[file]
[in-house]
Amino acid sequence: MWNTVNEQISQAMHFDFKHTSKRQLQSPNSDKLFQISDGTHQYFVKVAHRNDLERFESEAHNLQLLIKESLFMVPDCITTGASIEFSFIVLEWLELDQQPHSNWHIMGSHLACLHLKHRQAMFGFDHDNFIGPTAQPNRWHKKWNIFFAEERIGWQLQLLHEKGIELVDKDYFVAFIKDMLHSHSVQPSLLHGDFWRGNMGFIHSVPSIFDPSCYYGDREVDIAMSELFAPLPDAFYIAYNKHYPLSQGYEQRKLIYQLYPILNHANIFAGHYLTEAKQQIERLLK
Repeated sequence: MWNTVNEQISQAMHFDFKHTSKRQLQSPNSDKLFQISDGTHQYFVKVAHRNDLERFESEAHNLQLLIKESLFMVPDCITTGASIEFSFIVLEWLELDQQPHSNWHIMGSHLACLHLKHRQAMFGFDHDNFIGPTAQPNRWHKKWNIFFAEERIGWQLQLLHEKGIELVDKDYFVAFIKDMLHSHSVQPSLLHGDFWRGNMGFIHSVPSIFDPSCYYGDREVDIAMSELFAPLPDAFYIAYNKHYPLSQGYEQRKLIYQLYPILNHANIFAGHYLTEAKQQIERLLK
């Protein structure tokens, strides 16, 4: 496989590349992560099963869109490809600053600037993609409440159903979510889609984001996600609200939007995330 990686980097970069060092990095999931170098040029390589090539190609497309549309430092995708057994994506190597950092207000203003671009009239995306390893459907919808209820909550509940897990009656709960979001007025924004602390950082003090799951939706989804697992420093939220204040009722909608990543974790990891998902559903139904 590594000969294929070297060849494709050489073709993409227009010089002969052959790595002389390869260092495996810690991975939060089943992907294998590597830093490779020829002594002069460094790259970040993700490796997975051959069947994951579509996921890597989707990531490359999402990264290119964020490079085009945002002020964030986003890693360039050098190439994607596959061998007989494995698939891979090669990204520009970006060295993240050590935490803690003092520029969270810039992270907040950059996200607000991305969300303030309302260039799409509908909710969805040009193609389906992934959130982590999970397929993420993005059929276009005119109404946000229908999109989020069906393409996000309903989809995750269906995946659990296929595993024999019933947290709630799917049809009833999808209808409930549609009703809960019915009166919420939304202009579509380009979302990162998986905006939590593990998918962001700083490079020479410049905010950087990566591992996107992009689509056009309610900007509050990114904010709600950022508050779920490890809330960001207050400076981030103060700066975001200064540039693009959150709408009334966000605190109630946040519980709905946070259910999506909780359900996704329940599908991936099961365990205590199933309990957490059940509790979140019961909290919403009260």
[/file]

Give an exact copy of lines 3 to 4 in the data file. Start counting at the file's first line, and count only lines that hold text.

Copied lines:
Repeated sequence: MWNTVNEQISQAMHFDFKHTSKRQLQSPNSDKLFQISDGTHQYFVKVAHRNDLERFESEAHNLQLLIKESLFMVPDCITTGASIEFSFIVLEWLELDQQPHSNWHIMGSHLACLHLKHRQAMFGFDHDNFIGPTAQPNRWHKKWNIFFAEERIGWQLQLLHEKGIELVDKDYFVAFIKDMLHSHSVQPSLLHGDFWRGNMGFIHSVPSIFDPSCYYGDREVDIAMSELFAPLPDAFYIAYNKHYPLSQGYEQRKLIYQLYPILNHANIFAGHYLTEAKQQIERLLK
């Protein structure tokens, strides 16, 4: 496989590349992560099963869109490809600053600037993609409440159903979510889609984001996600609200939007995330 990686980097970069060092990095999931170098040029390589090539190609497309549309430092995708057994994506190597950092207000203003671009009239995306390893459907919808209820909550509940897990009656709960979001007025924004602390950082003090799951939706989804697992420093939220204040009722909608990543974790990891998902559903139904 590594000969294929070297060849494709050489073709993409227009010089002969052959790595002389390869260092495996810690991975939060089943992907294998590597830093490779020829002594002069460094790259970040993700490796997975051959069947994951579509996921890597989707990531490359999402990264290119964020490079085009945002002020964030986003890693360039050098190439994607596959061998007989494995698939891979090669990204520009970006060295993240050590935490803690003092520029969270810039992270907040950059996200607000991305969300303030309302260039799409509908909710969805040009193609389906992934959130982590999970397929993420993005059929276009005119109404946000229908999109989020069906393409996000309903989809995750269906995946659990296929595993024999019933947290709630799917049809009833999808209808409930549609009703809960019915009166919420939304202009579509380009979302990162998986905006939590593990998918962001700083490079020479410049905010950087990566591992996107992009689509056009309610900007509050990114904010709600950022508050779920490890809330960001207050400076981030103060700066975001200064540039693009959150709408009334966000605190109630946040519980709905946070259910999506909780359900996704329940599908991936099961365990205590199933309990957490059940509790979140019961909290919403009260």